Missing the Mark, chp. 3, by Mark Biddle. I began wondering where Biddle might lead us when he titles this chapter “Sin: Failure to Embrace Authentic Freedom,” but by the time he was done I thought it was a profound set of reflections on a crucial element of sin. Do you see sin as falling short of the Image of God? Does this mean atonement is about empowerment?
Let me begin with a personal note: this will be a very busy week for me. Monday has some meetings; I teach Tuesday and then fly to Philadelphia for all-day meetings Wednesday at Biblical Theological Seminary with my friend David Dunbar; then Thursday teaching and then Kris and I fly to Santa Barbara that night where I will be speaking at Montecito Covenant Saturday night and Sunday morning. I should be able to get to this blog for response to comments each day, but it may be in snippets or at the end of each day. But, do carry on this conversation. Later this week I will begin a series on evangelism and the emerging movement.
Now, back to Biddle.
Here’s the big picture: authentic freedom and humanity (which I might have called personhood) is to be Christ-like, the perfect and true Image of God (what I call the Eikon of God). Biddle has shown that one dimension of sin is pride or hubris or striving to be more than God made us to be. This chapter shows the reverse: sometimes we fail to become what God summons us to be: the Image of God, or Christlikeness. And Biddle is accurate and insightful: if we stop with striving to be too much, we fail to see that many fail to be what they are called to be. This is very good. Please buy this book for this chp alone!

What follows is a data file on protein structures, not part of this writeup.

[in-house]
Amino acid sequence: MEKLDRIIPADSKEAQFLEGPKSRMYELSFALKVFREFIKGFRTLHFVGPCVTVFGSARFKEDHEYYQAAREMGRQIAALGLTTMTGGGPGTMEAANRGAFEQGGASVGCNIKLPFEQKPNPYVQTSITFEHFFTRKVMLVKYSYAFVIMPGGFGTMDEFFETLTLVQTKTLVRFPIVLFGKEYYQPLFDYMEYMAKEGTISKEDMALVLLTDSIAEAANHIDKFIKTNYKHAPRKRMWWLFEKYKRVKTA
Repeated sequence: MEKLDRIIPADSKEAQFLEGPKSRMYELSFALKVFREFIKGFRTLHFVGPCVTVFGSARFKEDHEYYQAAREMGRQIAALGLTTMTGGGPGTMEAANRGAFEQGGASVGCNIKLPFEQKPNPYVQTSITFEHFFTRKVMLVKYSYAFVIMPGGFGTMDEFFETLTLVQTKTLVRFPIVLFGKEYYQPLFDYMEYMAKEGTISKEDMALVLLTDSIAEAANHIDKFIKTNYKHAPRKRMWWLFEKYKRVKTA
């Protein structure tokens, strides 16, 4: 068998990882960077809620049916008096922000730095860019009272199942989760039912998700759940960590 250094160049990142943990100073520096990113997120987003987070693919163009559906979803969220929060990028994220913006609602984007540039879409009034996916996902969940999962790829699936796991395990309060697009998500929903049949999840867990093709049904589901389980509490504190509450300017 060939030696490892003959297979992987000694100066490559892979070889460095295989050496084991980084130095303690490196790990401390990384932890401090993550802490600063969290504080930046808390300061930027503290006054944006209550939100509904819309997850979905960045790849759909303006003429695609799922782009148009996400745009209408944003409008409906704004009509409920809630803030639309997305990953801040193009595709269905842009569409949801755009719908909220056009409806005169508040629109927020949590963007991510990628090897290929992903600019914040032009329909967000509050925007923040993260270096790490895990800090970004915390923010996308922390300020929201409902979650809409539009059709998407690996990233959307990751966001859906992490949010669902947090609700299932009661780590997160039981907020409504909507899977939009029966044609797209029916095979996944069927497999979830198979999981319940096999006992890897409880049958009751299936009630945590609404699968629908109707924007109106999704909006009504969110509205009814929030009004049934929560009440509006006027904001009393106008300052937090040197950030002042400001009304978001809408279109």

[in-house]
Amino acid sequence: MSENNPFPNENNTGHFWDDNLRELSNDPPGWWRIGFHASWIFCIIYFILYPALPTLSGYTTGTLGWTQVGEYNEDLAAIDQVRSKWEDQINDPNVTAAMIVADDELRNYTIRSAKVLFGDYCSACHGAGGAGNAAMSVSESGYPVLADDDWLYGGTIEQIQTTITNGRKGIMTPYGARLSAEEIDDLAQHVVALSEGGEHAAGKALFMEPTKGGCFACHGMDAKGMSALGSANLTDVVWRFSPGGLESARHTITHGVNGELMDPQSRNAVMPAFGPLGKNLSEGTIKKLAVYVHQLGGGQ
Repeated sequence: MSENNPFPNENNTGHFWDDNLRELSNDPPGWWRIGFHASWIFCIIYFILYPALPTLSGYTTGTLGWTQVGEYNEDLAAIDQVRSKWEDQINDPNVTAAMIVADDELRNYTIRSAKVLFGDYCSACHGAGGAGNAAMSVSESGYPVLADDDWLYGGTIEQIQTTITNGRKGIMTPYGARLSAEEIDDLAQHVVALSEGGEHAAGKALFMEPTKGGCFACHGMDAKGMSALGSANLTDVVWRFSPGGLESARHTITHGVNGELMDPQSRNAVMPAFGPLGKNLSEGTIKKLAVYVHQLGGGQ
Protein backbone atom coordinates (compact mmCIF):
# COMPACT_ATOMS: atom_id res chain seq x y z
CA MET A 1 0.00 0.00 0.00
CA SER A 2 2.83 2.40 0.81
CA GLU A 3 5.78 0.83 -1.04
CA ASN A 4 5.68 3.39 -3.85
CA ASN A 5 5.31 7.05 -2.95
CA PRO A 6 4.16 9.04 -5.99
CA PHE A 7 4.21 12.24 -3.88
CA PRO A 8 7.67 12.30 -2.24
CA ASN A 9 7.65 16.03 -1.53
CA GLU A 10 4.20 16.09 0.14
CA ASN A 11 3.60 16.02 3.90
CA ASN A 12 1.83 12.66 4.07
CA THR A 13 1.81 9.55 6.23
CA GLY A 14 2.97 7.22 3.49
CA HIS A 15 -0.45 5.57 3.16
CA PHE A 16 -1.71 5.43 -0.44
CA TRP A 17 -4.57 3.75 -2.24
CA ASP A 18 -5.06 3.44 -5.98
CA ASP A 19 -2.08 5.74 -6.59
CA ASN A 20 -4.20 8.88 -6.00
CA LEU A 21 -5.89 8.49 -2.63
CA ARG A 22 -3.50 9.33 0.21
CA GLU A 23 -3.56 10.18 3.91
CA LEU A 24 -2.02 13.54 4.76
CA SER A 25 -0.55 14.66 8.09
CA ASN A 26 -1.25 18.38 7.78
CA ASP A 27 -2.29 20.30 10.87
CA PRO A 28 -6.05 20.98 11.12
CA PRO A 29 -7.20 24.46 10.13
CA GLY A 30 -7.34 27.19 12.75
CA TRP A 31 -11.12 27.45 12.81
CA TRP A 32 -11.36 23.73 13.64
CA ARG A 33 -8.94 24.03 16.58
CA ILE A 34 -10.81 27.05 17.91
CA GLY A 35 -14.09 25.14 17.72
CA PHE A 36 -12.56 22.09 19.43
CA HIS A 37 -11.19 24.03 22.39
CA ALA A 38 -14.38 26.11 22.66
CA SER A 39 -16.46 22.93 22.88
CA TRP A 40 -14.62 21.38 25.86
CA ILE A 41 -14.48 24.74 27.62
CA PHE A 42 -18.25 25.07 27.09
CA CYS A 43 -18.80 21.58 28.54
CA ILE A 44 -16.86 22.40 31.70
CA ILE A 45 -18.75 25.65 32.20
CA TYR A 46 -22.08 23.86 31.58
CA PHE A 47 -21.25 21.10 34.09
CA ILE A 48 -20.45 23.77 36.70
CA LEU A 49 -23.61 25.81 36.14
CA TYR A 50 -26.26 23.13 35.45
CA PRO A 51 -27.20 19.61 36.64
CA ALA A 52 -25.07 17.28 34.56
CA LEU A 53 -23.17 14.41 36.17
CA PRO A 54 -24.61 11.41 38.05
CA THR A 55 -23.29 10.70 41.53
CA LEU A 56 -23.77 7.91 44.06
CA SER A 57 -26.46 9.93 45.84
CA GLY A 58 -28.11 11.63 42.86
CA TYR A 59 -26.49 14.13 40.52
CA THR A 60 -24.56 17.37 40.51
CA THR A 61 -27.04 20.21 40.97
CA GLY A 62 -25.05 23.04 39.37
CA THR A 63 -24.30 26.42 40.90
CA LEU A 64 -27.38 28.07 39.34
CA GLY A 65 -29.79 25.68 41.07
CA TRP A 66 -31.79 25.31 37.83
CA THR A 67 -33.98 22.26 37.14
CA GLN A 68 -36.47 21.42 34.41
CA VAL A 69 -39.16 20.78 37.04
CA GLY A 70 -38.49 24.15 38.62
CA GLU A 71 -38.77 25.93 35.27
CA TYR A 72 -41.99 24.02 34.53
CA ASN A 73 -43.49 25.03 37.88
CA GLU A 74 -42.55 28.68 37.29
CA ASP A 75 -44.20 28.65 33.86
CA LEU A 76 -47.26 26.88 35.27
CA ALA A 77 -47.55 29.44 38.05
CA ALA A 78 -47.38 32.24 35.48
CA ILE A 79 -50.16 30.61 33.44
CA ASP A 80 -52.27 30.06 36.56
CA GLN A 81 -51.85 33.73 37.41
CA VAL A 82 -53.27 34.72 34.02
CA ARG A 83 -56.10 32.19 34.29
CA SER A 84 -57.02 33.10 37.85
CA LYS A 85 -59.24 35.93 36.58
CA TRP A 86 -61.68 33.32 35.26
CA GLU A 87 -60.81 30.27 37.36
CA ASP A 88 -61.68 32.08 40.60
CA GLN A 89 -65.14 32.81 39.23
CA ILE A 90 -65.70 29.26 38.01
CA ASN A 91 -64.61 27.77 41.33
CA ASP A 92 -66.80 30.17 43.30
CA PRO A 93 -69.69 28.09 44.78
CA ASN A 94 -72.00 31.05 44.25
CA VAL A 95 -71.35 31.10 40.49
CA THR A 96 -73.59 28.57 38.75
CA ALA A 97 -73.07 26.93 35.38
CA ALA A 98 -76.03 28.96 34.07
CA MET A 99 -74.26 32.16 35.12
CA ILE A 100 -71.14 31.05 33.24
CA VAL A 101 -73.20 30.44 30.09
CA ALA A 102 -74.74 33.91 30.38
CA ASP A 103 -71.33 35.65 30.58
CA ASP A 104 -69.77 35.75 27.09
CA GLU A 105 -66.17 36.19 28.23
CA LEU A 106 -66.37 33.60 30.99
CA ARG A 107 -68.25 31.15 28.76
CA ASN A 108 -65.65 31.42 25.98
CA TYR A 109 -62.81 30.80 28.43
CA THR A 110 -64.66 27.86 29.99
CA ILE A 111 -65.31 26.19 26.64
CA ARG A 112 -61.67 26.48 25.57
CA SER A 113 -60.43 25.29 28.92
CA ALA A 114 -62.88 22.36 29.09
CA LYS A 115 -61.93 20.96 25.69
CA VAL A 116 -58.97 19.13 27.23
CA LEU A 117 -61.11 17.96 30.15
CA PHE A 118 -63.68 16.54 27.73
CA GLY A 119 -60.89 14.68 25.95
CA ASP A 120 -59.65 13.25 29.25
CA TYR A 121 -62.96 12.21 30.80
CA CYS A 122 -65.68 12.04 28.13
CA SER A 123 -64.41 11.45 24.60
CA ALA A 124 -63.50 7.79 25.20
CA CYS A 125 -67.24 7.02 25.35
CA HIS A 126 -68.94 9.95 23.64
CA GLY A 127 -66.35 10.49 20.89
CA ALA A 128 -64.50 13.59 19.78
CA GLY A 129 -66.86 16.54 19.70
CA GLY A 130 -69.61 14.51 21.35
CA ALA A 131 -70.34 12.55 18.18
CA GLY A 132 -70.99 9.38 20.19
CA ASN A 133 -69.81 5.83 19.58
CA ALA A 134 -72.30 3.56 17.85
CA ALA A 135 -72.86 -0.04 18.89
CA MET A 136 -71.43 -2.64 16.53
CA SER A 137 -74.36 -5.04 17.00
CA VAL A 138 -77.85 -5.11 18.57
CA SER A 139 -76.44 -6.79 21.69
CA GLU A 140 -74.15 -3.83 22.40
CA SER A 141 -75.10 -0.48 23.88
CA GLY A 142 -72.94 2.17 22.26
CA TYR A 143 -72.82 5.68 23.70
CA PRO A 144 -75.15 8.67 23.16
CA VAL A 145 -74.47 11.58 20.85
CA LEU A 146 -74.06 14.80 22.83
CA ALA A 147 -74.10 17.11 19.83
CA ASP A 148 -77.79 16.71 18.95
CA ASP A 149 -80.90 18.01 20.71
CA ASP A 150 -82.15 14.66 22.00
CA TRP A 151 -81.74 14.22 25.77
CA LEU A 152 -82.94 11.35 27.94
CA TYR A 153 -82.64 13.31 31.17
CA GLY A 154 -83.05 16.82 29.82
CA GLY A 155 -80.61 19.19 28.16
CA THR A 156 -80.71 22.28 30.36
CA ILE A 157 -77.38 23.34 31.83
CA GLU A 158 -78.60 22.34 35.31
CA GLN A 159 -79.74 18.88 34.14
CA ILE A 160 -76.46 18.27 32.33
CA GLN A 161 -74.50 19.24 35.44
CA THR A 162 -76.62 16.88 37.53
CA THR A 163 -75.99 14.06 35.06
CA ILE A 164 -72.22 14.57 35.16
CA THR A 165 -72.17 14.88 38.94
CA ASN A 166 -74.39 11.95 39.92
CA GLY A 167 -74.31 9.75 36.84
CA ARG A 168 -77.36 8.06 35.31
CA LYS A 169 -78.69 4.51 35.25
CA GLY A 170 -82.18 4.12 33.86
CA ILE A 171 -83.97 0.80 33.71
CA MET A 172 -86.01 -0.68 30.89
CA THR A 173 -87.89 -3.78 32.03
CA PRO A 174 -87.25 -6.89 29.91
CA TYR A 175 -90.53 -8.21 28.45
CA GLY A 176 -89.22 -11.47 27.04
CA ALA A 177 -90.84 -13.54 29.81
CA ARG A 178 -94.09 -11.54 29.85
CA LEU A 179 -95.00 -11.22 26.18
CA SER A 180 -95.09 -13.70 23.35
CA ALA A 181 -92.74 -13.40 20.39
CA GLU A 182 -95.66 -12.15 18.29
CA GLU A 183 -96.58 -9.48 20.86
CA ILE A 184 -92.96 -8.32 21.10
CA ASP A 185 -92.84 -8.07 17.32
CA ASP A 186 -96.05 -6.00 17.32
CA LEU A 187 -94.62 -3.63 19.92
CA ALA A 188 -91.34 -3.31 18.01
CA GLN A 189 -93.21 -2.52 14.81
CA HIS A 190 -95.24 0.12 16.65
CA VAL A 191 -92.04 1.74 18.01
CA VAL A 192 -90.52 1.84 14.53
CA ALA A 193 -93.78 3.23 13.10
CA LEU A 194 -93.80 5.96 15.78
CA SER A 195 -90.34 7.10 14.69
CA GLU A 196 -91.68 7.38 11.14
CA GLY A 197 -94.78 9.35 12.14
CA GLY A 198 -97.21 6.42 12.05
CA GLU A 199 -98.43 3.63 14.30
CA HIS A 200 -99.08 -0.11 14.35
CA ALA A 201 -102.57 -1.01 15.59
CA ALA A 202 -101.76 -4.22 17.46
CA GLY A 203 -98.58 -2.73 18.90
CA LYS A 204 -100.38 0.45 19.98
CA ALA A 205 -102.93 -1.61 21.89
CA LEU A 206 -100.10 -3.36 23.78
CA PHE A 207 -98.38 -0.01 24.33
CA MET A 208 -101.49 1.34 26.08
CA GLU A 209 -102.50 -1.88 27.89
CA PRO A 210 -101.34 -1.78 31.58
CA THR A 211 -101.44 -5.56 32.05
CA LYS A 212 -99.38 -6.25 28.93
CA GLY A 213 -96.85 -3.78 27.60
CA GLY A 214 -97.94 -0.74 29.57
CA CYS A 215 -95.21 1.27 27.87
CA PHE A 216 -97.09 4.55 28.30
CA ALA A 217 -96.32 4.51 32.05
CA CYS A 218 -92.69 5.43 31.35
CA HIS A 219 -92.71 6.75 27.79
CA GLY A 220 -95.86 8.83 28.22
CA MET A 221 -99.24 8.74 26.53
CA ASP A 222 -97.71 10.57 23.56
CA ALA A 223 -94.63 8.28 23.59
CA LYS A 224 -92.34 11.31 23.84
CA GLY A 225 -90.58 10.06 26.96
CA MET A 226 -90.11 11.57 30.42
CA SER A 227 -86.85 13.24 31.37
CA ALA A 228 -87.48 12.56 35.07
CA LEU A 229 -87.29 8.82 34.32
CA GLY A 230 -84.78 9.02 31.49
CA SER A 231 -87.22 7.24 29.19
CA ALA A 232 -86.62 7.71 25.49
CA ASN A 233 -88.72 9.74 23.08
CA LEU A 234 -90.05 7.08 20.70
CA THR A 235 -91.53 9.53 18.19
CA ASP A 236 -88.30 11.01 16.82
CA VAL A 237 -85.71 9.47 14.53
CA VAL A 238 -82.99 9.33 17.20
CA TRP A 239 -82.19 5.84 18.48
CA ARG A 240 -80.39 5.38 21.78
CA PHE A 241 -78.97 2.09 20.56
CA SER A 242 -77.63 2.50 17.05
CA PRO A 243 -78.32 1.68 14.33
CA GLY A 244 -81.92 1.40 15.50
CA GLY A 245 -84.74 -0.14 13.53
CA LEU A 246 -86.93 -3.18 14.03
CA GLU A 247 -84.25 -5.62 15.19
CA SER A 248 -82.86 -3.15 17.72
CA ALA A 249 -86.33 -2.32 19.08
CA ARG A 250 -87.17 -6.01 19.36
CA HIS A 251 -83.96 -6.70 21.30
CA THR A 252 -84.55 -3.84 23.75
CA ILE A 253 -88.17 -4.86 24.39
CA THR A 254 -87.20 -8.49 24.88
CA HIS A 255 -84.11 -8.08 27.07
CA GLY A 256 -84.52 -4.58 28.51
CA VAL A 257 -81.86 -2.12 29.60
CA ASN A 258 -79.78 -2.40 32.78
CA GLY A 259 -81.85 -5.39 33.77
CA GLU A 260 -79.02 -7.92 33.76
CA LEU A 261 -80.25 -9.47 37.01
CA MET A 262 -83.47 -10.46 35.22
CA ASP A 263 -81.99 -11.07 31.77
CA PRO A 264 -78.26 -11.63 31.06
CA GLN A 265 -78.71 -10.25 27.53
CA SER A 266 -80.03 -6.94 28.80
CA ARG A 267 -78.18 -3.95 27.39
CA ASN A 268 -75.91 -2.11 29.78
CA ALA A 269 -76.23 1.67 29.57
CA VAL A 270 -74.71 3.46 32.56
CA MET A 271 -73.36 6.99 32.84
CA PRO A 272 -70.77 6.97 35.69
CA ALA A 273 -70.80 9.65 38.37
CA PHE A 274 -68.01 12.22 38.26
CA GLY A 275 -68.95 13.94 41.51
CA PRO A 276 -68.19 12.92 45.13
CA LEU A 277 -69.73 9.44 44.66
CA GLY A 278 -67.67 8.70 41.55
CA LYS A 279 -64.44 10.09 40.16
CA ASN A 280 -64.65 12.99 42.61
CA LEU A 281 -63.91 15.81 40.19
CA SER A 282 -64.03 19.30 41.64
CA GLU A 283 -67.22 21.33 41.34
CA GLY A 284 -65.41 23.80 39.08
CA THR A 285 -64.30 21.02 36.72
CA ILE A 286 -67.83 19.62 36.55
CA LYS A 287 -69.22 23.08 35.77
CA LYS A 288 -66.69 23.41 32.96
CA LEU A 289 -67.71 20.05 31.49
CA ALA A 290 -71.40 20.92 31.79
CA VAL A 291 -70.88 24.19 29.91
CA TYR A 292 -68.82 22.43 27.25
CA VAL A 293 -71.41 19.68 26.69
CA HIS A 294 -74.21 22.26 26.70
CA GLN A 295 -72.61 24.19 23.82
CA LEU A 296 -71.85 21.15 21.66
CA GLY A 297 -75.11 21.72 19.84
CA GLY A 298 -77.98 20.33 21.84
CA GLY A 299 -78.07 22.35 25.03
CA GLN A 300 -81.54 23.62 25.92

Exegetically, he anchors observations in the Hebrew and Greek for “missing the mark” and he tends to define this by its goal: Christlikeness. So we “fall short” by failing to become what we are called to be. OT texts include nice long stops in Wisdom literature, 2 Peter and Jude, and the importance of seeing Christlikeness for defining sin.
Something he doesn’t dwell on but should be mentioned because it is everywhere implicit and sometimes explicit is this: if sin is falling short of Christlikeness, then atonement or redemption is empowerment through God’s Spirit to become what we are meant to be. If that doesn’t excite you, then, I’m sorry because it overwhelmed me at times.
“The image of God is more a capacity to be realized than an inherent state of being” (66). Bingo! Biddle, you’ve got it. Keep it coming!
Pastorally, Biddle deals with addictions and the willingness of some to believe the lie of their worthlessness when God “worthies” them (my expression; not a good one, but still it gets to the point). And here’s another insight: “people become afraid of freedom and love” (70). They fall into stunted maturation.
He ties in atonement too, though I’d like a little more: “Jesus’ life and death not only demonstrate authentic humanity but also, in the mystery of redemption, make it possible for his disciples” (73).
“The ideal, then, would be ‘right relation,’ the proper balance between being-for-oneself and being-for-others-in-relation” (74).